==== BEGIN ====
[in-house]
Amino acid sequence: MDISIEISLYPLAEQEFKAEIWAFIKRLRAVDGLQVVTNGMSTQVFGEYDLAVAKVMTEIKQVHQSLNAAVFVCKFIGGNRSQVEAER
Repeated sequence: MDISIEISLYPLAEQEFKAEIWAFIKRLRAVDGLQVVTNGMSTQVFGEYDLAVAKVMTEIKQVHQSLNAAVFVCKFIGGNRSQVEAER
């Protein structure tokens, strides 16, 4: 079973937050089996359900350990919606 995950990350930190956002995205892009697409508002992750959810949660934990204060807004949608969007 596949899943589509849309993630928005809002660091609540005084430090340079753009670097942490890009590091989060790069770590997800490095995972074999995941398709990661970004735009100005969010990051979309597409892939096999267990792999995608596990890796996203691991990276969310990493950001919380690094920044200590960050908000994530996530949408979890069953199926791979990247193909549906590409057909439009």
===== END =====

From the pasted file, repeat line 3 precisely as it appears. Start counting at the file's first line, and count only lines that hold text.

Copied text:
Repeated sequence: MDISIEISLYPLAEQEFKAEIWAFIKRLRAVDGLQVVTNGMSTQVFGEYDLAVAKVMTEIKQVHQSLNAAVFVCKFIGGNRSQVEAER